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To what do “psalms, hymns, and spiritual songs” refer?

I don’t give quite as much weight to what the Reformers said as Scott Clark, nor do I think his conclusions mean we must sing only psalms, but his explanation of “psalms, hymns, and spiritual songs” is exactly what I teach my students. Here’s a snippet:

In short, when the Reformed thought about “psalms, hymns, and spiritual songs” in Colossians and Ephesians, given their background in the Latin Bible, they would not have interpreted that phrase as “the canonical psalms, a type of non-canonical song, and another type of non-canonical song.” The evidence from the Latin Bible simply will not allow such an interpretation. When they read those nouns, they understood them against the background of their use in the Latin Bible. When they read “psalms, hymns, and spiritual songs” in Colossians and Ephesians they read them as types of Psalms or as synonyms for Psalms or other typological forms of praise.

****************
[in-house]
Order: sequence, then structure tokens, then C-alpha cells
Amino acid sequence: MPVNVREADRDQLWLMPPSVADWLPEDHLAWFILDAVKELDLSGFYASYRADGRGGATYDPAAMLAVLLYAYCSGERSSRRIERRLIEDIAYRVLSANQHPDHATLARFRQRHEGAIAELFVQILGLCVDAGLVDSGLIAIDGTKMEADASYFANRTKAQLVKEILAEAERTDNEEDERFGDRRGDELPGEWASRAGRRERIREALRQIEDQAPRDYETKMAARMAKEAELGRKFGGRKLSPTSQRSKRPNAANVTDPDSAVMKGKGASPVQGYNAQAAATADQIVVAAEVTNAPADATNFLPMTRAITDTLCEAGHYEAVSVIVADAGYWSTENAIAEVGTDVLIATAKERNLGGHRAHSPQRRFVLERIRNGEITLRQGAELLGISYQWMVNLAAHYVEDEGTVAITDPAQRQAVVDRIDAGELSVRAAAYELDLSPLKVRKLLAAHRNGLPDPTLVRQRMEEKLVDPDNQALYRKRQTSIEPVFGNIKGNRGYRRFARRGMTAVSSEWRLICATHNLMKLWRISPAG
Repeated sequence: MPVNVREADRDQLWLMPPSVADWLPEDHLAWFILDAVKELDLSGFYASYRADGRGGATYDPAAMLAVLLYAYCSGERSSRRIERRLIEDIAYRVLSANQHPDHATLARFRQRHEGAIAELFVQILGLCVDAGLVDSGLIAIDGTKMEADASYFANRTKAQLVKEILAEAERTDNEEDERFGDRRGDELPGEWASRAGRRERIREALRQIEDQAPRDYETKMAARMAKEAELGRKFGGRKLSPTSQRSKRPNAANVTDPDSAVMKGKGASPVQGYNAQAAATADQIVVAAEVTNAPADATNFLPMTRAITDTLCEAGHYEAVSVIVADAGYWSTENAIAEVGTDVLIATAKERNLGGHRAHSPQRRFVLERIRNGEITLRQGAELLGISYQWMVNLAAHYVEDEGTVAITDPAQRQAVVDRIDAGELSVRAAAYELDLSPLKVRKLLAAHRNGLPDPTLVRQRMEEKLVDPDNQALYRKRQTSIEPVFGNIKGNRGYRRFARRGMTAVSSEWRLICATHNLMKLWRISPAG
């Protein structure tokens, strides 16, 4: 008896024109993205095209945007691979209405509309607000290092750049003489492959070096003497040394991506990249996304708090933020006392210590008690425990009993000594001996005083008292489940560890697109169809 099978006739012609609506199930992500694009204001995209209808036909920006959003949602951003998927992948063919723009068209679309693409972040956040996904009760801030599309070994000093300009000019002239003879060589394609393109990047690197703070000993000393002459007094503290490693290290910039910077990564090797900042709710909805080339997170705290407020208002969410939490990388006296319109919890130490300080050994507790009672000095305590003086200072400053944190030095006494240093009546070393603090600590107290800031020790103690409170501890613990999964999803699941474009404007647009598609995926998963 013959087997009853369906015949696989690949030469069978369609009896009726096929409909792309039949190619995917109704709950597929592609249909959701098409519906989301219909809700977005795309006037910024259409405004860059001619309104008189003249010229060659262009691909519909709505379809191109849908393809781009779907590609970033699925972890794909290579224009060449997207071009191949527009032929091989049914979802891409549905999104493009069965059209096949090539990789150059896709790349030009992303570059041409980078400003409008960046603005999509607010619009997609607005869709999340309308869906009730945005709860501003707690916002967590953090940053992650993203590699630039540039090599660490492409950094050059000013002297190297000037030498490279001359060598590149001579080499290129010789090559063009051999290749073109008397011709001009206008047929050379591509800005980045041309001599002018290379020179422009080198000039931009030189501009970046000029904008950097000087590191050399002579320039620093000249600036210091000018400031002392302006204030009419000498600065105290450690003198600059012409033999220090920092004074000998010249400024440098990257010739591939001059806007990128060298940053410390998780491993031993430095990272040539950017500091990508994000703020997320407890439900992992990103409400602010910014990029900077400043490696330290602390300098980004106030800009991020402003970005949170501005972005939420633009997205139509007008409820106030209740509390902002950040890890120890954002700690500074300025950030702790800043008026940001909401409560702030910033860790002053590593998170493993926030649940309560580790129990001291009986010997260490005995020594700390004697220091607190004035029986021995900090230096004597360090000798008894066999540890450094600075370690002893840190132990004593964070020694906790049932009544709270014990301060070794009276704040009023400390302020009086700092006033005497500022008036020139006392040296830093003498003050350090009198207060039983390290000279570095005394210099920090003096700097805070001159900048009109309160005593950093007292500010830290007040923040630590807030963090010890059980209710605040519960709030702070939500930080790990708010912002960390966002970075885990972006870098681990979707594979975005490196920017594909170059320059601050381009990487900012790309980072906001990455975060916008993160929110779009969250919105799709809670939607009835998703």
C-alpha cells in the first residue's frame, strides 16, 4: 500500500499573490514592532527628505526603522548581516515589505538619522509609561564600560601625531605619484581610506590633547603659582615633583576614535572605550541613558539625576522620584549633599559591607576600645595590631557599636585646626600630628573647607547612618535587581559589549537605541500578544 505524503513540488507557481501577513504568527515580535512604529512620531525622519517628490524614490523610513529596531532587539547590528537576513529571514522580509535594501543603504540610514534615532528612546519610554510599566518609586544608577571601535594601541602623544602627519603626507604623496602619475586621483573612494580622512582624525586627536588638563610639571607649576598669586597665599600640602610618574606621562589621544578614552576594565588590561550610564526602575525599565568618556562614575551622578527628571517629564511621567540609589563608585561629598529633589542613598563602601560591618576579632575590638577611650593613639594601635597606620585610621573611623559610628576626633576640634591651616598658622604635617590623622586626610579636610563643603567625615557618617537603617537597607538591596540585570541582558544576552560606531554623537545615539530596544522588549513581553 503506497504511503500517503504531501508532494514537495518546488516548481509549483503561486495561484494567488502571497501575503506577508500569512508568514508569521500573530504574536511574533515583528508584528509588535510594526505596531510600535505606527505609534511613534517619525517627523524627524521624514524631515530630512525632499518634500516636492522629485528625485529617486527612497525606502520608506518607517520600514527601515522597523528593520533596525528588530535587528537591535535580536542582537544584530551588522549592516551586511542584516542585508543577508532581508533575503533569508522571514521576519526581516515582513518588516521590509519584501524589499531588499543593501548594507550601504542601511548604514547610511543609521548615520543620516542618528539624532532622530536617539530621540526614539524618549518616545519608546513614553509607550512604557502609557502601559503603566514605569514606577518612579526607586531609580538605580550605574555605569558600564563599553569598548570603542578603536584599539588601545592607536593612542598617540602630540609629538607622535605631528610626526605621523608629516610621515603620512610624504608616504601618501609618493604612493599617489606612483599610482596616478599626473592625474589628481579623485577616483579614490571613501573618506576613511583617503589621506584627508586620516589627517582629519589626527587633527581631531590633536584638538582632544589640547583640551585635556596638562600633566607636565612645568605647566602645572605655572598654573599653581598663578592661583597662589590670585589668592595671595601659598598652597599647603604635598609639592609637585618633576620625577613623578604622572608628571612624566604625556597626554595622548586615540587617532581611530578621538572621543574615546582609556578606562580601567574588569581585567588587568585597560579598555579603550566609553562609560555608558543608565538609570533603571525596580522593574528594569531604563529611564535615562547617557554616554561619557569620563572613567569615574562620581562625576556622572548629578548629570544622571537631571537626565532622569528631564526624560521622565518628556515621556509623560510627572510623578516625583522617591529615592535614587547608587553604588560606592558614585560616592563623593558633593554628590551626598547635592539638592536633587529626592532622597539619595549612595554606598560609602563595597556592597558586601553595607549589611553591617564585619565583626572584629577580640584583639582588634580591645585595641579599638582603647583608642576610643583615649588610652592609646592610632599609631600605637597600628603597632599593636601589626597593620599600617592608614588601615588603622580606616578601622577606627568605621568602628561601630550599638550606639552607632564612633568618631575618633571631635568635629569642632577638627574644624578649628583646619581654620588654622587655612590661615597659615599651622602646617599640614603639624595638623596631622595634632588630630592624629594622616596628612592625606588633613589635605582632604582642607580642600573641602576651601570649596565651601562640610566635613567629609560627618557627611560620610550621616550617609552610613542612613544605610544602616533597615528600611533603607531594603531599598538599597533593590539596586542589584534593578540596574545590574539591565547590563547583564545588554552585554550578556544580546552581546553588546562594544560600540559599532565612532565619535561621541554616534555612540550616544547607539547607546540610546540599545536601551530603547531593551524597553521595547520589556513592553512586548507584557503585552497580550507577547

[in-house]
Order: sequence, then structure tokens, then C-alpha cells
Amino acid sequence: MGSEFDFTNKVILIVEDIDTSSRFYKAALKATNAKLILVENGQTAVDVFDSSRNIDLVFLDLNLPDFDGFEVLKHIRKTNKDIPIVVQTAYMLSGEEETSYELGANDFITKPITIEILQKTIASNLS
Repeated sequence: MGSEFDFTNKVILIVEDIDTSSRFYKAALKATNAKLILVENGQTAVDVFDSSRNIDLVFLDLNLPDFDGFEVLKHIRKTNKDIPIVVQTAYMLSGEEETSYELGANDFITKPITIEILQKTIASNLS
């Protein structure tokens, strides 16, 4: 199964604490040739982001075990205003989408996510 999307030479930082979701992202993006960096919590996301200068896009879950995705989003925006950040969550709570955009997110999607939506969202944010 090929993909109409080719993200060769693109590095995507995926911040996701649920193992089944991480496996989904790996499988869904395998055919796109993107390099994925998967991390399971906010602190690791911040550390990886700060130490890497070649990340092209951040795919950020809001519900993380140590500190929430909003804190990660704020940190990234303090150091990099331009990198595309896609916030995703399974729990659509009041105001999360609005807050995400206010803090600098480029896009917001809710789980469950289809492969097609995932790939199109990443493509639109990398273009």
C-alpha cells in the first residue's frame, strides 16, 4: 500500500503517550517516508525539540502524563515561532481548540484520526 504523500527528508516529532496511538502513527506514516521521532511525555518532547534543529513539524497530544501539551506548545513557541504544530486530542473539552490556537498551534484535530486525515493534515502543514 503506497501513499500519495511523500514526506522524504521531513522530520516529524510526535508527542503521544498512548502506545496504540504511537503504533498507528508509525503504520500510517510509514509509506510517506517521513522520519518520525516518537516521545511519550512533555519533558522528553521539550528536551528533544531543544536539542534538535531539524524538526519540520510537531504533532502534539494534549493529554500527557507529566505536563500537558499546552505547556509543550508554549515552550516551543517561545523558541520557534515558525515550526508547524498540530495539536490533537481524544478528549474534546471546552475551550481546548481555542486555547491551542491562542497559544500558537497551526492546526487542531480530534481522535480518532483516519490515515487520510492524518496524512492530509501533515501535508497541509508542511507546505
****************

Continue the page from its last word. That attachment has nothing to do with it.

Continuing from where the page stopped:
via Psalms, Hymns, Spiritual Songs, and Instruments In The Latin Bibles | The Heidelblog.

Scott Aniol

About Scott Aniol

Scott Aniol is the founder and Executive Director of Religious Affections Ministries. He is Chair of the Worship Ministry Department at Southwestern Baptist Theological Seminary, where he teaches courses in ministry, worship, hymnology, aesthetics, culture, and philosophy. He is the author of Worship in Song: A Biblical Approach to Music and Worship, Sound Worship: A Guide to Making Musical Choices in a Noisy World, and By the Waters of Babylon: Worship in a Post-Christian Culture, and speaks around the country in churches and conferences. He is an elder in his church in Fort Worth, TX where he resides with his wife and four children. Views posted here are his own and not necessarily those of his employer.

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